Werewolves (狼男, Ōkami Otoko), also known as "Wolfmen" or "Wolf People", are a pseudohuman species of beings who are spoken in myth of possessing the ability to shapeshift between the form of a human and the form of a wolf.
While the image of the 'lone wolf' is popular, they actually prefer communal living in the form of packs. While most monster species are affected by the Full Moon, werewolves can prove even more trouble due to their pack social structure and their great physical strength.
Physiological Attributes[edit | edit source]
- In addition to their animalistic humanoid form, Werewolves are capable of transforming (voluntary or otherwise) into a wolf form.
- Other werebeasts are able to transform into animal forms based on their species as well.
- As with most liminal species, the Full Moon stimulates a Werewolf's primal instincts and may render even individuals who are otherwise emotionally coherent during their transformations to become savage and difficult to restrain. It is advised to actively avoid encounters with werewolves during this time as the likely-hood of injury due to the werewolf's unrestrained mind is severe.
Subspecies[edit | edit source]
Werecat[edit | edit source]
Werecats are a pseudohuman species of beings who are spoken in myth of possessing the ability to shapeshift between the form of a human and the form of a cat.
Sometimes treated as gods in certain areas, werecats are flighty and pleasure-seeking, and can be hard to get along with as a result. However, they are strongly susceptible to matatabi (also known as Silvervine; an alternative to catnip that serves as a popular cat treat in Asia) and, if exposed to it, will become docile and extremely affectionate. Many things, including matatabi, may also produce a Flehmen response in werecats.
Werefox[edit | edit source]
Werefoxes are a pseudohuman species of beings who are spoken in myth of possessing the ability to shapeshift between the form of a human and the form of a fox.
Also known in Japan as belonging to the "Yokai" subspecies group, for some reason, many werefoxes take up positions as miko shrine maidens. A variation of this subspecies possess nine tails and are called Kitsune; these individuals are said to possess rudimentary transformation powers.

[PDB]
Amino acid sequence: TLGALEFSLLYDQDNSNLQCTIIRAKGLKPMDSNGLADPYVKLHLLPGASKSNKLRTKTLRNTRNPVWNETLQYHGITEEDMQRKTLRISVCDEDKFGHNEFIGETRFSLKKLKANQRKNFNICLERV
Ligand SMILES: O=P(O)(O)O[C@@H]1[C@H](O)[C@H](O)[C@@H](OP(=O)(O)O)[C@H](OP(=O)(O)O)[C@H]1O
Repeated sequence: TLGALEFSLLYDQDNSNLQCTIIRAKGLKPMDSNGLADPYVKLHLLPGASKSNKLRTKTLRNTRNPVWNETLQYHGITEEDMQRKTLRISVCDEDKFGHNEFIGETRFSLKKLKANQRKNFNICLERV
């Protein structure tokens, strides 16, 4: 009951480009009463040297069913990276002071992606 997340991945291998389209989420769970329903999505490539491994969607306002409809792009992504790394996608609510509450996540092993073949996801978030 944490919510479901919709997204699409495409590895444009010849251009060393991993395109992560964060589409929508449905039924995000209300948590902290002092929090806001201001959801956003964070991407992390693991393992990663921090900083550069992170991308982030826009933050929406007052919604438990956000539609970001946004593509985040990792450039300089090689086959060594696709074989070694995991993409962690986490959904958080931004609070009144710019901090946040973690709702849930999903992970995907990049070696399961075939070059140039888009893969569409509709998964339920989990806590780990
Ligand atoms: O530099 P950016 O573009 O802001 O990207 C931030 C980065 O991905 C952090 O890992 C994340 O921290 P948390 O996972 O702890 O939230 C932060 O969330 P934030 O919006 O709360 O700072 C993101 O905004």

Wererabbit[edit | edit source]
Wererabbits are a pseudohuman species of beings who are spoken in myth of possessing the ability to shapeshift between the form of a human and the form of a rabbit.
As rabbits are commonly thought to be in heat all year long, wererabbits are often asked if this is the case with them as well, much to their displeasure. In fact, even among true rabbits this is only the case for the European rabbit, so it is not accurate for wererabbits. With that said, their sex drive is actually very close to that of the European rabbit.
Members[edit | edit source]
Gallery[edit | edit source]
Trivia[edit | edit source]
- The word "werewolf" is a compound with the archaic English word wer. Etymologically, "man" was once genderless, and wer referred to a male adult. Hence, the not-uncommon female lycanthrope should more strictly be a "wifwolf" (or "woman-wolf"). A common mistake is to use the word lycanthropy to describe any case of a being able to shift between human and animal forms, as the root word "lyc" specifically means "wolf" (the proper term for other animal types is therianthropy—or, if you like, "werebeast").
- Like the witchcraft trials as a whole, the trials of werewolves emerged in what is now Switzerland in the early 15th century and spread throughout Europe in the 16th, peaking in the 17th and subsiding by the 18th century.
- The image of a man and/or woman being subjugated, exposed and bred/mated by or with a werewolf is sexually appealing to some due to the nature of some cultures considering animals to be sexually superior to humans. These cultures view the fact that because animals conceive more easily than humans, give birth faster/more easily, have more offspring per pregnancy, and possess attributes that allow them to survive, fornicate and flourish naturally in their habitat (without assistance from tools), animals (and by association, non-humans) must be superior to humans on a primal and sexual level and as a result ancient cultures have attempted to copy and emulate animals and animal-attributes for centuries in the attempt to gain and/or demonstrate strength. For those that follow these beliefs, the notion of a human engaging a non-human in sex (be it an animal, beast, non-human or alien) arouses their instinctual drive to mate with a superior being to, objectively, produce stronger offspring. The image of a werewolf, a physically superior being of both human and animal attributes, only further arouses this instinctual reasoning.